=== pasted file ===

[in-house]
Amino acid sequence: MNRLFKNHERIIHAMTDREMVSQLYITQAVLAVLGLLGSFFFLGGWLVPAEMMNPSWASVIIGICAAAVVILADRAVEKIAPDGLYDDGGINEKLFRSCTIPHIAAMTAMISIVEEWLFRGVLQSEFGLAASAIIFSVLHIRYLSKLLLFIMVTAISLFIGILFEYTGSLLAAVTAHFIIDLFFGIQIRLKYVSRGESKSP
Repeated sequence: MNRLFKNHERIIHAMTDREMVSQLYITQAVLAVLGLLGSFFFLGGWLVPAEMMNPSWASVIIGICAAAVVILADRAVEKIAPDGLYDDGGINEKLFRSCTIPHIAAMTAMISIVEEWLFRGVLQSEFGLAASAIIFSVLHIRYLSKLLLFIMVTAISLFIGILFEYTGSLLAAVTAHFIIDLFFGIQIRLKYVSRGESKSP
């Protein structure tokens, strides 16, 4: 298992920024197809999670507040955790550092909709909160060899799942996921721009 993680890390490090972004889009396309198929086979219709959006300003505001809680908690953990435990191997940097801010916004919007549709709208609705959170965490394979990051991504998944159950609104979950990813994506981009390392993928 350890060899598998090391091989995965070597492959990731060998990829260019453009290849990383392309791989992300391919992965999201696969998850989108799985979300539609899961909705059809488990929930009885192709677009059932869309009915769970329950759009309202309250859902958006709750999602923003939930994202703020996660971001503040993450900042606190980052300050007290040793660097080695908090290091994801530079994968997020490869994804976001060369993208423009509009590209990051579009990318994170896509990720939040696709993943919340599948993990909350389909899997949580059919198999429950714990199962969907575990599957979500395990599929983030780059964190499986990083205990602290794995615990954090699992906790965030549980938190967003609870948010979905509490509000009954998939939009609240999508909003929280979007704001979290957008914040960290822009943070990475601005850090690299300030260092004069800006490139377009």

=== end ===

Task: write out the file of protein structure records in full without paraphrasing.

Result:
[in-house]
Amino acid sequence: MNRLFKNHERIIHAMTDREMVSQLYITQAVLAVLGLLGSFFFLGGWLVPAEMMNPSWASVIIGICAAAVVILADRAVEKIAPDGLYDDGGINEKLFRSCTIPHIAAMTAMISIVEEWLFRGVLQSEFGLAASAIIFSVLHIRYLSKLLLFIMVTAISLFIGILFEYTGSLLAAVTAHFIIDLFFGIQIRLKYVSRGESKSP
Repeated sequence: MNRLFKNHERIIHAMTDREMVSQLYITQAVLAVLGLLGSFFFLGGWLVPAEMMNPSWASVIIGICAAAVVILADRAVEKIAPDGLYDDGGINEKLFRSCTIPHIAAMTAMISIVEEWLFRGVLQSEFGLAASAIIFSVLHIRYLSKLLLFIMVTAISLFIGILFEYTGSLLAAVTAHFIIDLFFGIQIRLKYVSRGESKSP
């Protein structure tokens, strides 16, 4: 298992920024197809999670507040955790550092909709909160060899799942996921721009 993680890390490090972004889009396309198929086979219709959006300003505001809680908690953990435990191997940097801010916004919007549709709208609705959170965490394979990051991504998944159950609104979950990813994506981009390392993928 350890060899598998090391091989995965070597492959990731060998990829260019453009290849990383392309791989992300391919992965999201696969998850989108799985979300539609899961909705059809488990929930009885192709677009059932869309009915769970329950759009309202309250859902958006709750999602923003939930994202703020996660971001503040993450900042606190980052300050007290040793660097080695908090290091994801530079994968997020490869994804976001060369993208423009509009590209990051579009990318994170896509990720939040696709993943919340599948993990909350389909899997949580059919198999429950714990199962969907575990599957979500395990599929983030780059964190499986990083205990602290794995615990954090699992906790965030549980938190967003609870948010979905509490509000009954998939939009609240999508909003929280979007704001979290957008914040960290822009943070990475601005850090690299300030260092004069800006490139377009």